Sustainability has become more important than ever as we become increasingly determined to reduce its impact on the planet and reverse climate change. If we want to maintain our current quality of life, ensure future biodiversity, and protect the health of our global ecosystem, leaders must implement more sustainable practices.
If you read that sentence again, you’ll notice that sustainability is centred around protecting “life” – either the lives of humans or the millions of other species we share the planet with. Accordingly, sustainability has become more critical in an industry where life is part of the namesake: the life science sector. With more and more companies, universities, and government labs hiring sustainability officers and publishing Environmental, Social, and Governance (ESG) reports, it’s clear that the industry has made sustainability a major priority.
While the increase in participation is worth celebrating, there’s still a long way to go, especially regarding lab sustainability. For example, estimates suggest the world’s labs produce more than 5.5 million tons of plastic waste annually. The global pharmaceutical industry is 55% more carbon emission intensive than the automotive industry. Meanwhile, 4.4% of worldwide global greenhouse gas emissions are produced by the healthcare sector (e.g., hospitals and laboratories) alone.
A cultural shift in the life science industry needs to occur. And what better time to discuss it than on Earth Day?
With more sustainable lab practices and lab equipment, we can all do our part toward a healthier future. We’ll discuss how below.
Climate change is already impacting human health, not to mention damaging the environment and the habitats of animals around the globe. Hotter temperatures lead to more heat waves, higher cases of heat-related illnesses, increased risk of wildfires, and more drought. Storms become more frequent, including hurricanes and typhoons. Melting ice sheets cause the sea level to rise, putting millions of people at risk.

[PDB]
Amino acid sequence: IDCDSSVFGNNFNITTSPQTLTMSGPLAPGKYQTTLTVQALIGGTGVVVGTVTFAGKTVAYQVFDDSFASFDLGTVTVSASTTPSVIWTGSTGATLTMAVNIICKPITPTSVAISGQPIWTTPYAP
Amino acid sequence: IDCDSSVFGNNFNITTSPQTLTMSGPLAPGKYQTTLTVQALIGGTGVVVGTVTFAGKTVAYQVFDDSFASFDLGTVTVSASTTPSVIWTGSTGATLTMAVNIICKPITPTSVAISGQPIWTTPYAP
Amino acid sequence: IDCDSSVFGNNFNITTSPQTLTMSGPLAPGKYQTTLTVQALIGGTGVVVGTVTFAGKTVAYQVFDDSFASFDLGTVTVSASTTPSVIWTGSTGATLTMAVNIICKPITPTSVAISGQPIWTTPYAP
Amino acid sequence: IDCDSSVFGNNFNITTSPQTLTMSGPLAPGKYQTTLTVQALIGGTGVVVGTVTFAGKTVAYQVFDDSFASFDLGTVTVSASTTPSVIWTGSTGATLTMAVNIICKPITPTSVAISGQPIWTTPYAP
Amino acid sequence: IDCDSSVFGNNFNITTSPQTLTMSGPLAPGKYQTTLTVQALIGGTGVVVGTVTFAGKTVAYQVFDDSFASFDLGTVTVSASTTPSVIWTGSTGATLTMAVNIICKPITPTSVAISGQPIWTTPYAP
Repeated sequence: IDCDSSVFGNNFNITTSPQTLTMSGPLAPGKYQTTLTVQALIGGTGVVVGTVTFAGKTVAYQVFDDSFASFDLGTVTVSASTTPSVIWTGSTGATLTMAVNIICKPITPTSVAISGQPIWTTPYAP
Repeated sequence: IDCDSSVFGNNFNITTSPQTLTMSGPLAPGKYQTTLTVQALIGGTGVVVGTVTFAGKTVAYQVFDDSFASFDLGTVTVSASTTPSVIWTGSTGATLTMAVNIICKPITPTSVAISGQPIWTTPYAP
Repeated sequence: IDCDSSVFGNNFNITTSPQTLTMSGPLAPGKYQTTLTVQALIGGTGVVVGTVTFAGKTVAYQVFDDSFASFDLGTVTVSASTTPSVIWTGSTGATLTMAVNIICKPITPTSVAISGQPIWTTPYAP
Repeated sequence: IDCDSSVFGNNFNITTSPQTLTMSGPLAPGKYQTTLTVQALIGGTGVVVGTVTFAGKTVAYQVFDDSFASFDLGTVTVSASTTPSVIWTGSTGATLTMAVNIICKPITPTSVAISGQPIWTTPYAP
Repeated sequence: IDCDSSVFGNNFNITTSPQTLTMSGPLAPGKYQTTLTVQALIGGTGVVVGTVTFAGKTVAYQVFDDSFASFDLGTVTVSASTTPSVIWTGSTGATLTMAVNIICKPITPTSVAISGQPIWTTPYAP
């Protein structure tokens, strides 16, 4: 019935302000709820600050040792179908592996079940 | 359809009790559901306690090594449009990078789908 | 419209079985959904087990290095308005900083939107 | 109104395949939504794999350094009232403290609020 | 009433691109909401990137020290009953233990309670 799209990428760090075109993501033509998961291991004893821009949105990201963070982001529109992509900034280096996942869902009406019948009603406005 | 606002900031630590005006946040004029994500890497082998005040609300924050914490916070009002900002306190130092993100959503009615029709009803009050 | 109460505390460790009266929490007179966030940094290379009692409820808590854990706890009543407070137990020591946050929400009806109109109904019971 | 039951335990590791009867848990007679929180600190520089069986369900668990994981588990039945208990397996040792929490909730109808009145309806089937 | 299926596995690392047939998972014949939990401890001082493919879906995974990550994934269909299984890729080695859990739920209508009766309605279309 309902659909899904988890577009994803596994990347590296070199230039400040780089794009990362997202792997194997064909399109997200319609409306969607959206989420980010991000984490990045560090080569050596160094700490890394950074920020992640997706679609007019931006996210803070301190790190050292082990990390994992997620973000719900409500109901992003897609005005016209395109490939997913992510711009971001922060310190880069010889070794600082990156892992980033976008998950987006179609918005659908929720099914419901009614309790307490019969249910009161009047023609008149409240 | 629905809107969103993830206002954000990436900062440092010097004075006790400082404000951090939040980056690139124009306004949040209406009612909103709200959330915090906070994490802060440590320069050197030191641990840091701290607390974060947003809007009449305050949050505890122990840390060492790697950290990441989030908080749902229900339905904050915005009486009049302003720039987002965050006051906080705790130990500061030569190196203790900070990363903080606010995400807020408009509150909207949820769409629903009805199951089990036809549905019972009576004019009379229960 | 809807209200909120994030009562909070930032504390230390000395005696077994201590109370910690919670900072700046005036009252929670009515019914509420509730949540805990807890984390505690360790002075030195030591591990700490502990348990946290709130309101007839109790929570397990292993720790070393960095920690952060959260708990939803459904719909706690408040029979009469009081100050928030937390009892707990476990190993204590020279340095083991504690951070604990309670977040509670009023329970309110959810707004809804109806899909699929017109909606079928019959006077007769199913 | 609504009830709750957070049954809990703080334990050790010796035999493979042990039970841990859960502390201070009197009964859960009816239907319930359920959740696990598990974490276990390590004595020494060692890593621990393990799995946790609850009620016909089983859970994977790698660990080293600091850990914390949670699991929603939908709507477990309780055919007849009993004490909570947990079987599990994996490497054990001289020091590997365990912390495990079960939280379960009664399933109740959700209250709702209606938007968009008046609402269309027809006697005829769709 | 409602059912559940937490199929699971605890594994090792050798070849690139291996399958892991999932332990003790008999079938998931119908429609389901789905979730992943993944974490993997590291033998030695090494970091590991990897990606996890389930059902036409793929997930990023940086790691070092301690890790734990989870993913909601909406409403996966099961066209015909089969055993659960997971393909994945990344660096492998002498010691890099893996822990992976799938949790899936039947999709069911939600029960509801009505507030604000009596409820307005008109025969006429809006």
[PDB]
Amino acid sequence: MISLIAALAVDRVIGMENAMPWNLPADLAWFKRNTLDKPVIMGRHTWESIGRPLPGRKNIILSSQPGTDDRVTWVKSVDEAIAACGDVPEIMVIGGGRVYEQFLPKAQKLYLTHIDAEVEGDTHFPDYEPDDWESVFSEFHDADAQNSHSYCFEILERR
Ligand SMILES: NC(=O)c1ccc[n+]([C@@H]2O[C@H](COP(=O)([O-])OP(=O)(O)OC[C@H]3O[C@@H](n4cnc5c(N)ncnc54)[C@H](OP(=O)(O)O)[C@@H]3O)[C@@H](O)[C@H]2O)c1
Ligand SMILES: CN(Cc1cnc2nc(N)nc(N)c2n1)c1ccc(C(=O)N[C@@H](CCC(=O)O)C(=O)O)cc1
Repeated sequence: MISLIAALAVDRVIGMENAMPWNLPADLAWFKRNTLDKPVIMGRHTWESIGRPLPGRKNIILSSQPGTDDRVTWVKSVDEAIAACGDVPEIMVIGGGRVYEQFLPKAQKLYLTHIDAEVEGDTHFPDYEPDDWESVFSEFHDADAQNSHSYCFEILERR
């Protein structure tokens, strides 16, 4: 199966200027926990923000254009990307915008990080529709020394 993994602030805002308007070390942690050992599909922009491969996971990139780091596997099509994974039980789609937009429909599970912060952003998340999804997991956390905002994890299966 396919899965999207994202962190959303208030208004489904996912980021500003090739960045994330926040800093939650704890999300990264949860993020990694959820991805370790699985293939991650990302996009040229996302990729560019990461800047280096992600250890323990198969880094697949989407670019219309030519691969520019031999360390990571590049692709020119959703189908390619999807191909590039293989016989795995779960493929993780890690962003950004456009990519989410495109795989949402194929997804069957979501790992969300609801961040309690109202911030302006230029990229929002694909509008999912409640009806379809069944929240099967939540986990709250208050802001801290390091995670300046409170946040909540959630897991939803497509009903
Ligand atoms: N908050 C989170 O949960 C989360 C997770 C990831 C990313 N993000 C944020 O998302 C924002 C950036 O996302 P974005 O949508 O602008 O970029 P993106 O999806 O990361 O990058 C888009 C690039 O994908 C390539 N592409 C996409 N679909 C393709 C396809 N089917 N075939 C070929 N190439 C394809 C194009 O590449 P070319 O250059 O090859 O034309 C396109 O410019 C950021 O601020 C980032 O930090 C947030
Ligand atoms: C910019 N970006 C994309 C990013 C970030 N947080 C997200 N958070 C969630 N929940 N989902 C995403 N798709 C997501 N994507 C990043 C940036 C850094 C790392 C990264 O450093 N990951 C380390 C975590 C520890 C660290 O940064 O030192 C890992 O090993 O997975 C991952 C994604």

Weather changes also make it harder to herd, hunt, and fish. Heat stress can limit water sources, causing crop yield to drop. As we struggle to feed the world, we’re losing species 1,000 times faster than any other time in recorded human history.
All of these negative impacts are a direct result of human activity. We burn fossil fuels to generate power for manufacturing plants, homes, and transportation. We use fossil fuels to produce plastics, electronics, building materials, and more. We cut down forests to make space for farms and pastures. All of these elements play significant roles in producing the greenhouse gasses that warm our planet and threaten the way we live and the future of our planet.
And as activity and investment in the life sciences accelerate, our collective environmental footprint will scale accordingly.
Companies that take measures now can significantly reduce future costs and risks and simultaneously increase their value. Many businesses in the life science sector already partner with government organizations and global institutions that will ultimately set environmental regulations.
It’s also better for the bottom line. In a review of 200 studies on sustainability in the corporate world, 88% showed that good ESG practices lead to better operational performance. 80% showed a positive correlation between stock performance and good sustainability practices.
Many companies invest in data-driven technology to improve production, R&D, and supply chain continuity. For example, AI, engineered automation innovations, and overall lab digitalisation are aiding in implementing more sustainable lab practices. Digitalisation can help minimize lost resources by decreasing the number of needlessly repeated experiments.
Many research companies unnecessarily waste money purchasing excess or redundant reagents and materials. Digital inventory tracking trims much of this waste by giving lab personnel a continuously updated view of current stocks, making ordering more efficient. This highlights an important issue: There needs to be an adequate, efficient, and pre-existing digital infrastructure for many labs to move in a more sustainable direction.